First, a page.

The ELEVATE Study was a multi-center, placebo-controlled, randomized, double blind Phase 3 study with patients in Japan, Asia and a part of Europe for the treatment of bipolar l depression.
By pre-specified primary analysis in the ITT population (N=522), statistically significant improvement was demonstrated for the lurasidone 20 - 60 mg/day group (182 patients) compared to the placebo group (171 patients) at the primary endpoint, namely, the change from baseline in MADRS *3 total score after 6 weeks of study treatment [20 - 60 mg/day group −13.6, placebo group -10.6 (adjusted p=0.007)]. The lurasidone 80 - 120 mg/day group (169 patients, -12.6) also demonstrated improvement compared to placebo group (171 patients) but the difference was not statistically significant (adjusted p=0.057).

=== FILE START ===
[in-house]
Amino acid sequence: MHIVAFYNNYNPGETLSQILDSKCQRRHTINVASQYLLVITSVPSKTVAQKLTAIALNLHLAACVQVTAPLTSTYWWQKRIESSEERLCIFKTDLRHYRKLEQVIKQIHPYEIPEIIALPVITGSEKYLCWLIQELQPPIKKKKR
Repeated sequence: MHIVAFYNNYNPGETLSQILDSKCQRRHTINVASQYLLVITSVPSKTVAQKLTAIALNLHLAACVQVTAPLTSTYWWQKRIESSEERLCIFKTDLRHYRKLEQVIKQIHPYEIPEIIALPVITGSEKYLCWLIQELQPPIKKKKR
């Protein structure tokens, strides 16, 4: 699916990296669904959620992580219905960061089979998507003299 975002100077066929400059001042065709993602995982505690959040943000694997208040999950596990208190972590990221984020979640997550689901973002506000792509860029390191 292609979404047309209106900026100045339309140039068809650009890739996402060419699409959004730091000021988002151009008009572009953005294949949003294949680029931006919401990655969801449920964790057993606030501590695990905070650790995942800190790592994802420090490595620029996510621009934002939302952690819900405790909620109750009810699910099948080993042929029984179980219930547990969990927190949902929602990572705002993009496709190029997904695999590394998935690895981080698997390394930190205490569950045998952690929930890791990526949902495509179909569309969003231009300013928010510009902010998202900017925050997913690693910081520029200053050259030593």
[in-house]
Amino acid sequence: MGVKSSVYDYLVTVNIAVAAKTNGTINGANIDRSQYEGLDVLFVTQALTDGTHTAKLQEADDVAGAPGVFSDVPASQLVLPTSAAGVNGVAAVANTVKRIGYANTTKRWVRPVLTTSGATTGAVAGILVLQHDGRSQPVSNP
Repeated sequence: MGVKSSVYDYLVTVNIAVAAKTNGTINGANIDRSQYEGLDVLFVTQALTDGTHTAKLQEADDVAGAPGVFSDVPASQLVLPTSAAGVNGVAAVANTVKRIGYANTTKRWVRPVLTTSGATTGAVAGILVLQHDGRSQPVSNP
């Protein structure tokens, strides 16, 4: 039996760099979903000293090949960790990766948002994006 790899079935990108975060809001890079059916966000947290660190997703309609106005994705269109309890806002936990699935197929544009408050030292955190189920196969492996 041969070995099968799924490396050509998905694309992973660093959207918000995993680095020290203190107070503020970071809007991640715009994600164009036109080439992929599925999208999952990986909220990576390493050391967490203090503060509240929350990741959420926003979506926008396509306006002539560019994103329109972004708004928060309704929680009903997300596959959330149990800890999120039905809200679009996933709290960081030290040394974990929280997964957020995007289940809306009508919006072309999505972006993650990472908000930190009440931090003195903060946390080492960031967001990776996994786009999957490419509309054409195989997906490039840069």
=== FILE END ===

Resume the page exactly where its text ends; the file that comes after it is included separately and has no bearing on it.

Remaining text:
*3 MADRS (Montgomery-Åsberg Depression Rating Scale): A rating scale that assesses the severity of depressive symptoms. It comprises the following 10 items: apparent sadness, reported sadness, inner tension, reduced sleep, reduced appetite, concentration difficulties, lassitude, inability to feel, pessimistic thoughts, and suicidal thoughts. Each item is assessed on a 7-point severity scale from 0 to 6, with higher ratings indicating more severe symptoms.